This post and Pic of the Day is inspired by an article that I shared on Facebook earlier today. The article claims (and I am not going to argue with the premise) that a large personal library with an increasing number of unread books is a good thing. This made me feel better, as I am in the midst of organizing and integrating the ungodly quantity of books from my former office—too long in storage—into my home office (and the rest of the house by necessity).* Meanwhile that process had made me somewhat melancholy over the fading use of repositories of physical books in our increasingly digital society. With sadness I noted that I have even had difficulty giving away books to younger folks who assume that all knowledge is a click away.
With that thought, and keeping with the theme of my blog, I offer a couple of pics of lost libraries from the past. Of course, the supreme example of a lost storehouse of knowledge is the great ancient library of Alexandria, Egypt.1 Sadly, its exact location is lost, and more sadly, I have not been to Alexandria. So, and more appropriately, I present some lesser-known and more-forgotten ancient libraries.
The most-photographed of ancient libraries is no doubt the Library of Celsus at Ephesus (built about AD 135),2 as it is the most striking (and reconstructed) building in Turkey’s most popular archaeological site:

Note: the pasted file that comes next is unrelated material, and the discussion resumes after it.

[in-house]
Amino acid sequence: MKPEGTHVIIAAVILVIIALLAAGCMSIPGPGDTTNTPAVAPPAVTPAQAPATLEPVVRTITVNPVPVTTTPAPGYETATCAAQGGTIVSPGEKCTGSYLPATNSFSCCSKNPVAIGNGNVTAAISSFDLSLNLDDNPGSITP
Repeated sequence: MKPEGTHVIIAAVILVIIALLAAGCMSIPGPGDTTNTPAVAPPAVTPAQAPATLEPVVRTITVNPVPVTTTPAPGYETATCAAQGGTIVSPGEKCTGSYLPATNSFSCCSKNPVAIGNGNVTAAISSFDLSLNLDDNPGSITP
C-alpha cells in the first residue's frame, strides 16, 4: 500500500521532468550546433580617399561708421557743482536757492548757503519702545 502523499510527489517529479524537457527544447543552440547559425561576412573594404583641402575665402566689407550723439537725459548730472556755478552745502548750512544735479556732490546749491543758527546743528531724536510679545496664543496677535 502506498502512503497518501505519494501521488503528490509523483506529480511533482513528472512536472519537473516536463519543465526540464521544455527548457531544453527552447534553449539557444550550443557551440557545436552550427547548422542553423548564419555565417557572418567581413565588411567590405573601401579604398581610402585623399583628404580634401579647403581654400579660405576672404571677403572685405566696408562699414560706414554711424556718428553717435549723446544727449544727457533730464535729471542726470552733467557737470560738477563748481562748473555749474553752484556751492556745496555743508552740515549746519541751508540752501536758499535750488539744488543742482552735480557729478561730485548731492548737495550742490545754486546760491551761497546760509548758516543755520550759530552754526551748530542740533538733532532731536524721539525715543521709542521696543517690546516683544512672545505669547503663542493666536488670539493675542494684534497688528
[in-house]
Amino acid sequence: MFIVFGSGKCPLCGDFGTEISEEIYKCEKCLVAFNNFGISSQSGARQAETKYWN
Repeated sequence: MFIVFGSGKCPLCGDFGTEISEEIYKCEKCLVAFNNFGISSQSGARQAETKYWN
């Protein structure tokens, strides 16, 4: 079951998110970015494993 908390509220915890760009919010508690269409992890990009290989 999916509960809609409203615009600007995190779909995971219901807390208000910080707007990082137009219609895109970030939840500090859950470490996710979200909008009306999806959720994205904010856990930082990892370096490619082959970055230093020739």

The crowds are too big at Ephesus, so I prefer the quiet surroundings of the rarely-visited library at Nysa, a lovely Roman city in the Meander Valley of Asia Minor (modern Turkey):
A huge number of visitors walk by the remains of the library at Pergamum, also in Turkey. But they do so without notice of the nondescript remains and without realizing they are adjacent to the second greatest repository of knowledge in the ancient world:3
While the remains of the library at Pergamum are not so inspiring in themselves, the spirit of learning makes the site worth noting. Also . . . the view from just outside and around corner is better than any of the other libraries:
Thanks for looking!
*Today’s Footnotes are all from physical books in my own library
1 See Roy MacLeod, ed., The Library of Alexandria: Centre of Learning in the Ancient World (London: Taurus, 2004); and Luciano Canfora, The Vanished Library: A Wonder of the Ancient World (Berkely: Univ of California Press, 1989).
2 On this edifice, see Lionel Casson, Libraries in the Ancient World (New Haven: Yale, 2001), 114-18.
3 Casson, 49-52; Canfora, 45-50.